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Building collaborative lifestyles

Several years ago the Green Party in England faced a dilemma. Everyone was buying a washing machine for themselves and abandoning the laundromats. The party leaders knew that moving away from the collective to a private good was bad for the planet — more things being consumed, more resources being wasted. But they couldn’t figure out what to do. Lecturing or scolding people didn’t seem to work. In fact, we now know that when people hear environmental bad news they quell their anxiety by going shopping!

Environmentalists are still trying to figure out how to get people to change their behavior, but it seems that there are some new ideas. For example, a few years ago a man in San Francisco came up with a way to solve the dilemma of the laundromats. Jeffrey Zalles made his laundromat, called Brainwash, the place to be. There’s a cafe, happy hours, live music, stand-up comedy nights, pin-ball machines, and of course free wi fi. He’s built a sense of community where people come together and enjoy themselves. Instead of lecturing people, he’s luring people by offering them the joy of social connections.

This story is in a great new book called What’s Mine is Yours: The Rise of Collaborative Consumption by Botsman and Rogers. The book explores the new efforts happening on the Web that allow us to build social ties by sharing with each other, reducing consumption by giving people what they really need — connection with other people.

Take the idea of couch surfing. When you’re traveling, either here or abroad, you can go on the Web and find places to stay — free— in people’s homes. The traveler saves money and gets to know the local culture, and the host has the enjoyment of meeting someone from another culture. Good conversation flows and long term friendships develop.

More and more, people are beginning to realize that social connection is the biggest predictor of health, happiness, and longevity. The more friends you have, the better your life. Unfortunately, our culture encourages consumerism and emotional isolation. Consumerism, of course, leads to emotional isolation. Instead of turning to each other for help or fulfillment, we turn to things. We buy ourselves out of dilemmas instead of helping each other out. Our large gap between the rich and the poor leads to highly competitive, status conscious lives where we focus on our appearance and the impression we’re making. We try to present an image of success and we don’t let people see who we really are.

This translates into emotional isolation because good friends know each others vulnerabilities as well as their strengths. My father carried around a little poem with him all his life: A friend is not someone who is taken in by sham, A friend is one who knows your faults, and doesn’t give a damn. Fewer and fewer of us have these kinds of relationships. A study found that a quarter of people have no one to turn to in times of crisis, and another quarter have only one person.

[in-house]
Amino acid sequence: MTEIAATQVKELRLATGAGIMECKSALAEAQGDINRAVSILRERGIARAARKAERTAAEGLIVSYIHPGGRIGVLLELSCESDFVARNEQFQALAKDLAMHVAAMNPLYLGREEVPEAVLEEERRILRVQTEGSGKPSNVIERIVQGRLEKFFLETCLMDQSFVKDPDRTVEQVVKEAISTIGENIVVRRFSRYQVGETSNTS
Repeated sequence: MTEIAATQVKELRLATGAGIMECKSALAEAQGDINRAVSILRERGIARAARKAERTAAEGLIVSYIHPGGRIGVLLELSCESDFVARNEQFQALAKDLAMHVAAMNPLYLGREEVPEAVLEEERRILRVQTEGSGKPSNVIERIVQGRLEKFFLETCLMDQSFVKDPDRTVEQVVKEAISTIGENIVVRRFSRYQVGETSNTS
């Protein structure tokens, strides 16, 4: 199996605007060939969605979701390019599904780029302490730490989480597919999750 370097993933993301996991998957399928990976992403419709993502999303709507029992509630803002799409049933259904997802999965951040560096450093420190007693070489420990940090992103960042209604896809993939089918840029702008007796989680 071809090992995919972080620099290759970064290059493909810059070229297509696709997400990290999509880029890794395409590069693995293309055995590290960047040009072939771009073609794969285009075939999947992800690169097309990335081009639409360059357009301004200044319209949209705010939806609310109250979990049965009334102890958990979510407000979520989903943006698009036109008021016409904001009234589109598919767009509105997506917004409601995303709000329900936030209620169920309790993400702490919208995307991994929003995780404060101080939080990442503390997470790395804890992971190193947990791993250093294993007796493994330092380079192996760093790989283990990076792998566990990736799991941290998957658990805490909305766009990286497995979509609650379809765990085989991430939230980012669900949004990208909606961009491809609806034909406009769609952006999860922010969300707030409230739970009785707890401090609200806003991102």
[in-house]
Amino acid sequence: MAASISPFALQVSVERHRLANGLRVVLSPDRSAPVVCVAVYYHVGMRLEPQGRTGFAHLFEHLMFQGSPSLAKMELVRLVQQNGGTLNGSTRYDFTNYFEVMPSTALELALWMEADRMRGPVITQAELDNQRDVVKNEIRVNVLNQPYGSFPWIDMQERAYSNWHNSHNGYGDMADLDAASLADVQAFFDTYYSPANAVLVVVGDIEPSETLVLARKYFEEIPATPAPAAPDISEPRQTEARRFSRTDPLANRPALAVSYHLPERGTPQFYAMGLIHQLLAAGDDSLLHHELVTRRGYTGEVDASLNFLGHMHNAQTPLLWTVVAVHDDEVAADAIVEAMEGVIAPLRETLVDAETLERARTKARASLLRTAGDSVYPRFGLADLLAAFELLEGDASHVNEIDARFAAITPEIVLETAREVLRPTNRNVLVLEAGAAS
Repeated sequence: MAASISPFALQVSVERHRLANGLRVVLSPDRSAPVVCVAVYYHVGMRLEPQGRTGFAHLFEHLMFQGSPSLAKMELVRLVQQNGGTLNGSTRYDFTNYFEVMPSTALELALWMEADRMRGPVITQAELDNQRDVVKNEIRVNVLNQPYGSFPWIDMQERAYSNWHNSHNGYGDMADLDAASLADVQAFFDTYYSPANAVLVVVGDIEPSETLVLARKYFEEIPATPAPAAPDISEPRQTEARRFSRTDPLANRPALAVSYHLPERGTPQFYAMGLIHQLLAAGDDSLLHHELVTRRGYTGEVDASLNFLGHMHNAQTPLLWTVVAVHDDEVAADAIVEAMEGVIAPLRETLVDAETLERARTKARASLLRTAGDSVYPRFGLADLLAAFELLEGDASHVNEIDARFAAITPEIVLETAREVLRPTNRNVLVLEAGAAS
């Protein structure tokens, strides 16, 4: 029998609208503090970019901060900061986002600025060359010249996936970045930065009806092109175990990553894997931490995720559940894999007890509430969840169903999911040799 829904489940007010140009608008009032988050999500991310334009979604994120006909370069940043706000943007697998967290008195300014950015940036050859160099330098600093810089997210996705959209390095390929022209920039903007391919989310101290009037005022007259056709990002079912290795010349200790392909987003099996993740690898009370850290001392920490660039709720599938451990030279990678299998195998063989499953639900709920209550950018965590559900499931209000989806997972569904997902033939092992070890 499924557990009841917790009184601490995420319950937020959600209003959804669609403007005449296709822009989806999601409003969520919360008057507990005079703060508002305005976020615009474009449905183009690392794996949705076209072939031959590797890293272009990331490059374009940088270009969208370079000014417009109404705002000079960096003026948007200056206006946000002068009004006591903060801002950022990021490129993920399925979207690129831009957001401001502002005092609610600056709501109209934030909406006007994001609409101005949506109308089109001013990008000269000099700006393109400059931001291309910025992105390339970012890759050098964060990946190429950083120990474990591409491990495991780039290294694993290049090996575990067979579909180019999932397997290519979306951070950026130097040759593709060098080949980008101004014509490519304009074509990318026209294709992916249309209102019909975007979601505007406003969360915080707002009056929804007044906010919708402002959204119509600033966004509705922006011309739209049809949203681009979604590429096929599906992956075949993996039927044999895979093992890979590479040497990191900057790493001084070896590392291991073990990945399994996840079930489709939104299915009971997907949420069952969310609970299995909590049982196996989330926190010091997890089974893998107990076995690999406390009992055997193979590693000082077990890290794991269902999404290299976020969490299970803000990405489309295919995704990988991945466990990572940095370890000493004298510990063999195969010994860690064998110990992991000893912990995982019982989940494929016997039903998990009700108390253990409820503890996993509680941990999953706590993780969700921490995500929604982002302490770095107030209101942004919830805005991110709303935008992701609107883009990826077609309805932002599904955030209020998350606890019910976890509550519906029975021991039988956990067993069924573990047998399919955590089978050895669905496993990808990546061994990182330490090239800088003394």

The growing effort to build a collaborative culture can help change that — particularly the new technology available for neighborhoods, technology that allows people to share with each other. Web sites like NeighorGoods.net, WeCommune.com, BrightNeighbor.com, or Neighborrow.com let people offer their skills and their unwanted stuff to their neighbors.

Collaboration is helping solve another problem: Many people work at home and miss the community of the workplace. Countering this is a movement called coworking: People pay a fee to use a larger working space where they can take breaks with others and chat around the water cooler. Seattle has its own coworking enterprise called Office Nomads (www.officenomads.com) on Capitol Hill.(According to its web site, it’s open for drop-ins Monday through Friday from 8:30am to 6pm. 1617 Boylston Ave, Second Floor.)

There has been a lot of negative commentary about how the Internet is cutting us off from each other, encouraging people to spend more time interacting with screens rather than with real people. And this is a serious problem — convivial gatherings like picnics and dinner parties are on the decline. But we know high tech is not going away, so we need to control it rather than letting it control us. This new opportunity to promote collaboration gives us a chance to reduce the emotional isolation, as well as the consumerism, that threaten the well being of people and the planet.

Andrews is the author of Circle of Simplicity, Slow is Beautiful, and Less is More.

Editorial Notes: EB contributor Cecile Andrews is a long-time author on the subject of simplicity and originator of the Simplicity Circle idea. She's involved with projects to build Sustainability and Community in her North Seattle Neighborhood and in Palo Alto, California. The theme is living Simpler, Slower, and Smaller.
She has been a visiting scholar at Stanford University where she received her doctorate in education, and an affiliated scholar with Seattle University. A former community college administrator, she now works with community groups to explore the issue of living more simply: how to live lives that are sustainable, just, and joyful.
Website: http://www.cecileandrews.com/ YouTube talk http://www.youtube.com/watch?v=ia5YTifXKmY -BA

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